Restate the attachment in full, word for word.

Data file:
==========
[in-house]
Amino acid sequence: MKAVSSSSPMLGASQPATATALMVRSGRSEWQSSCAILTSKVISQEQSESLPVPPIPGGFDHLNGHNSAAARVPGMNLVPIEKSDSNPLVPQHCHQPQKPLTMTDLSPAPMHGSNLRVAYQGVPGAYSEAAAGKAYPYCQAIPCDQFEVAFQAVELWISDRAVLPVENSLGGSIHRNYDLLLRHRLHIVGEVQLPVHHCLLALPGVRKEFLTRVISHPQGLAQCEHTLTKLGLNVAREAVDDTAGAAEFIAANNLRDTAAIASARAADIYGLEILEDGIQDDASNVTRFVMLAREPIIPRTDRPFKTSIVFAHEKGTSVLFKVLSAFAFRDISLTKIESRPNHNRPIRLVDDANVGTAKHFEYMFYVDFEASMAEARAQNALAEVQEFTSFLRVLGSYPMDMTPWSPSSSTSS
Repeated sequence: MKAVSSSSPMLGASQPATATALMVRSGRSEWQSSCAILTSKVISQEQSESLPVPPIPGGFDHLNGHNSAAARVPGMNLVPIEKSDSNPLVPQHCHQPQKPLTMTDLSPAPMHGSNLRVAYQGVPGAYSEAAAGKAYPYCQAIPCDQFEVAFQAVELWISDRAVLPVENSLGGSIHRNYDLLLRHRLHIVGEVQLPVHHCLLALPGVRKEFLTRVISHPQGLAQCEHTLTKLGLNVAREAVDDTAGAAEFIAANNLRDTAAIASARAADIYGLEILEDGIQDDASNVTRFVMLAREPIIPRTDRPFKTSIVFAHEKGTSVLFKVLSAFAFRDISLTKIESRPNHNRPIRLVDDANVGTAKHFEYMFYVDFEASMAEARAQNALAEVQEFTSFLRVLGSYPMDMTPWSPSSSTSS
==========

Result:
[in-house]
Amino acid sequence: MKAVSSSSPMLGASQPATATALMVRSGRSEWQSSCAILTSKVISQEQSESLPVPPIPGGFDHLNGHNSAAARVPGMNLVPIEKSDSNPLVPQHCHQPQKPLTMTDLSPAPMHGSNLRVAYQGVPGAYSEAAAGKAYPYCQAIPCDQFEVAFQAVELWISDRAVLPVENSLGGSIHRNYDLLLRHRLHIVGEVQLPVHHCLLALPGVRKEFLTRVISHPQGLAQCEHTLTKLGLNVAREAVDDTAGAAEFIAANNLRDTAAIASARAADIYGLEILEDGIQDDASNVTRFVMLAREPIIPRTDRPFKTSIVFAHEKGTSVLFKVLSAFAFRDISLTKIESRPNHNRPIRLVDDANVGTAKHFEYMFYVDFEASMAEARAQNALAEVQEFTSFLRVLGSYPMDMTPWSPSSSTSS
Repeated sequence: MKAVSSSSPMLGASQPATATALMVRSGRSEWQSSCAILTSKVISQEQSESLPVPPIPGGFDHLNGHNSAAARVPGMNLVPIEKSDSNPLVPQHCHQPQKPLTMTDLSPAPMHGSNLRVAYQGVPGAYSEAAAGKAYPYCQAIPCDQFEVAFQAVELWISDRAVLPVENSLGGSIHRNYDLLLRHRLHIVGEVQLPVHHCLLALPGVRKEFLTRVISHPQGLAQCEHTLTKLGLNVAREAVDDTAGAAEFIAANNLRDTAAIASARAADIYGLEILEDGIQDDASNVTRFVMLAREPIIPRTDRPFKTSIVFAHEKGTSVLFKVLSAFAFRDISLTKIESRPNHNRPIRLVDDANVGTAKHFEYMFYVDFEASMAEARAQNALAEVQEFTSFLRVLGSYPMDMTPWSPSSSTSS